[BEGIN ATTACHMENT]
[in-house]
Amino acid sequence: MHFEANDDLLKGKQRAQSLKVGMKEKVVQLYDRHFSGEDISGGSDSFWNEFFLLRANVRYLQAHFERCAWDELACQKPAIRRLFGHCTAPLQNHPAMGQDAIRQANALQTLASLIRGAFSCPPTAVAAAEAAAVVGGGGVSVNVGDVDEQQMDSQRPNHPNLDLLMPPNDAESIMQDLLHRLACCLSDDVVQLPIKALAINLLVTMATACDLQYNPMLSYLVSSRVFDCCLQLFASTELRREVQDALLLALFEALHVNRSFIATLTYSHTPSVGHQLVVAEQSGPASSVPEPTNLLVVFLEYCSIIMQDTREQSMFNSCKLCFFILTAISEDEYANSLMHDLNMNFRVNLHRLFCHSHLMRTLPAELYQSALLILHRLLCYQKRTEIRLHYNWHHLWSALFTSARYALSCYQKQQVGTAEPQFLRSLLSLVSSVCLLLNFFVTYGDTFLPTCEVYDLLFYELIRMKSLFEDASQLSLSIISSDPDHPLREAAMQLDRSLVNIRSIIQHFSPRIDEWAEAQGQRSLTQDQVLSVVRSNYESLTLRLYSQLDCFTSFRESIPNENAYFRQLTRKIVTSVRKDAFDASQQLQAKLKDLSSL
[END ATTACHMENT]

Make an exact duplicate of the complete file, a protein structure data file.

[in-house]
Amino acid sequence: MHFEANDDLLKGKQRAQSLKVGMKEKVVQLYDRHFSGEDISGGSDSFWNEFFLLRANVRYLQAHFERCAWDELACQKPAIRRLFGHCTAPLQNHPAMGQDAIRQANALQTLASLIRGAFSCPPTAVAAAEAAAVVGGGGVSVNVGDVDEQQMDSQRPNHPNLDLLMPPNDAESIMQDLLHRLACCLSDDVVQLPIKALAINLLVTMATACDLQYNPMLSYLVSSRVFDCCLQLFASTELRREVQDALLLALFEALHVNRSFIATLTYSHTPSVGHQLVVAEQSGPASSVPEPTNLLVVFLEYCSIIMQDTREQSMFNSCKLCFFILTAISEDEYANSLMHDLNMNFRVNLHRLFCHSHLMRTLPAELYQSALLILHRLLCYQKRTEIRLHYNWHHLWSALFTSARYALSCYQKQQVGTAEPQFLRSLLSLVSSVCLLLNFFVTYGDTFLPTCEVYDLLFYELIRMKSLFEDASQLSLSIISSDPDHPLREAAMQLDRSLVNIRSIIQHFSPRIDEWAEAQGQRSLTQDQVLSVVRSNYESLTLRLYSQLDCFTSFRESIPNENAYFRQLTRKIVTSVRKDAFDASQQLQAKLKDLSSL